After graduating from the Tasmanian School of Art in 2002, Sean Edward Whelan left Australia to discover the mysteries of Japan, settling in Joetsu, Niigata where he began working as an English teacher and now works as an illustrator and artist. His lovely pencil drawings depicting a rich texture of traditional Japanese buildings, bridges and lanterns, create singular super structures in the shape of people. I can’t tell you how much I love these. Whelan had his first solo show earlier this year at No Vacancy Gallery in Melbourne, and you can see much more of his work here and here.
If you like these illustrations, you might also like the works of Vasco Mourao and Sagaki Keita. All images courtesy the artist.
Toronto-based artist Nicholas Di Genova illustrates incredible hybrid creatures using nothing more than ink on paper. His terrifying amalgams of reptiles, mammals, aquatic and plant life often feature densely compacted textures of hair and scales that seem to multiply like fractals on the surface of the animal’s skin. Nicholas opened a solo show last week at Galerie Dukan Hourdequin in Paris which will be up through December 3. The images above are amazing, but head over to his Tumblr to see them in more detail.
A new rotoscopic animation by Seoul-based Studio Shelter (previously) in which every single frame is a different character in a different style, frequently switching mediums between pencils, pens, markers, and even paint. What a perfect and wonderful way to capture the frustrations and rewards of drawing through the medium itself. I watched the whole clip twice and was amazed, but it wasn’t until the third time when I started hitting pause repeatedly that I realized how many hundreds of hidden treasures flash before your eyes. I definitely recommend spending some time with it. Directed by Ha Juan.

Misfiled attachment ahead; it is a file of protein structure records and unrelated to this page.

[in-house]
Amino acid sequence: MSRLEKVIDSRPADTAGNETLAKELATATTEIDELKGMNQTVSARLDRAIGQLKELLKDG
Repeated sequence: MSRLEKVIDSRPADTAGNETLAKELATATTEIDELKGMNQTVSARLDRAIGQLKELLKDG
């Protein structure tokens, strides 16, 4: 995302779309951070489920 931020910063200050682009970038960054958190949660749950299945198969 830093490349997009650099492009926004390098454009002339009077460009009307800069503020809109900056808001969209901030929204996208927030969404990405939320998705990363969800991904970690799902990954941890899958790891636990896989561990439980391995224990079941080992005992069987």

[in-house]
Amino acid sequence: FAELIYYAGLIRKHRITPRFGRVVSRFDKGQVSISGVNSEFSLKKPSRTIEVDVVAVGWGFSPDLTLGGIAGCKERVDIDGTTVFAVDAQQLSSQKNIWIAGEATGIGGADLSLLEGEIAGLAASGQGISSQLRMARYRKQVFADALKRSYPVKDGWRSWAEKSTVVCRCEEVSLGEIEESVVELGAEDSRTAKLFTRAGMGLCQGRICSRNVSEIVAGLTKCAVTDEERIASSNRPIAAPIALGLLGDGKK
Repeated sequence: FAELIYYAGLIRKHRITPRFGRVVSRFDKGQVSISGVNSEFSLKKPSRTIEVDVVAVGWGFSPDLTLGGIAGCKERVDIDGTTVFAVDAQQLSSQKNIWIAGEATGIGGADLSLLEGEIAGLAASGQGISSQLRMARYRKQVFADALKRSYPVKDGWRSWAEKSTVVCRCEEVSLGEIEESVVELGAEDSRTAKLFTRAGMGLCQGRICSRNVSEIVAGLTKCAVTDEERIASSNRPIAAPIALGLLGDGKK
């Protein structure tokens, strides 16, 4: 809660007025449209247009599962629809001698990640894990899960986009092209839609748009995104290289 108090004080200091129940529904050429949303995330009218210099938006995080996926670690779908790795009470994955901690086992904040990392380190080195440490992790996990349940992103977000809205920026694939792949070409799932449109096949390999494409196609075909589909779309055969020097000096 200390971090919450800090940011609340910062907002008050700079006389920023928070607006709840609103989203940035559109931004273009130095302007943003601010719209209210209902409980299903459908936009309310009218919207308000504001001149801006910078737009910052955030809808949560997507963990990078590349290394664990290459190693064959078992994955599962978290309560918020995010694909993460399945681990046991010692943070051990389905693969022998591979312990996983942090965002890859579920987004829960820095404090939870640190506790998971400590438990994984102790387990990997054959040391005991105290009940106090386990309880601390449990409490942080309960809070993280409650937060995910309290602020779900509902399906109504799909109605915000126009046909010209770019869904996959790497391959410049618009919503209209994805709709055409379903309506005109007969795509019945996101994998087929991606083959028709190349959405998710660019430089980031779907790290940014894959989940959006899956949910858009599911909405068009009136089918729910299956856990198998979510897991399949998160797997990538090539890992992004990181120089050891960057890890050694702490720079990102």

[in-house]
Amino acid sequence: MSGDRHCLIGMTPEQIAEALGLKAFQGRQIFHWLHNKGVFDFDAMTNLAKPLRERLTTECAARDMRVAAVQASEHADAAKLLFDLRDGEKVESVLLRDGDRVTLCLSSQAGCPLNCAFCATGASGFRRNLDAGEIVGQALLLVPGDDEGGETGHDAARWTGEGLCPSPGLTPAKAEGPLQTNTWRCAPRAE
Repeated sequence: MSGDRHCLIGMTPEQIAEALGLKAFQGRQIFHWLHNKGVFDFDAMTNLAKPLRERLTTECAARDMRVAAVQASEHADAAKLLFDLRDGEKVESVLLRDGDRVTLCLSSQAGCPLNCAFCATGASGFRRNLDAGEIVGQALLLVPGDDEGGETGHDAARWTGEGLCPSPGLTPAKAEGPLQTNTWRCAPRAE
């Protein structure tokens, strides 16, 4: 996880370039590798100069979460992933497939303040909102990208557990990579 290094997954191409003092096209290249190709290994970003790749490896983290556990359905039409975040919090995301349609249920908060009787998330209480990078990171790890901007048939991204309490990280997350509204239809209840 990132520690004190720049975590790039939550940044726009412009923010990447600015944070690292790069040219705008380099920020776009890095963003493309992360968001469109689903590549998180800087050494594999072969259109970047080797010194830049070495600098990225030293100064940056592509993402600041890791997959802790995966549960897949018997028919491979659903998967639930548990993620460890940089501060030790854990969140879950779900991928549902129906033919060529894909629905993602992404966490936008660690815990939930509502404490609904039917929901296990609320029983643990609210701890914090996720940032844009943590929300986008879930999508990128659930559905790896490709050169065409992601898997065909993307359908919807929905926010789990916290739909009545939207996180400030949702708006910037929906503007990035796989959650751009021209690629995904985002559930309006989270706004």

Sagaki Keita (previously) has updated his website with no less than a dozen new works completed this year alone. Keita continues his method of using manically scribbled doodles to create mind-melting illustrations of classic Roman statues. That he could create a single one of these in a year would impress me, but twelve seems simply inhuman. The earlier post of Keita’s work was one of the most popular in this blog’s history, and I’m so glad to be able to share his work with you again.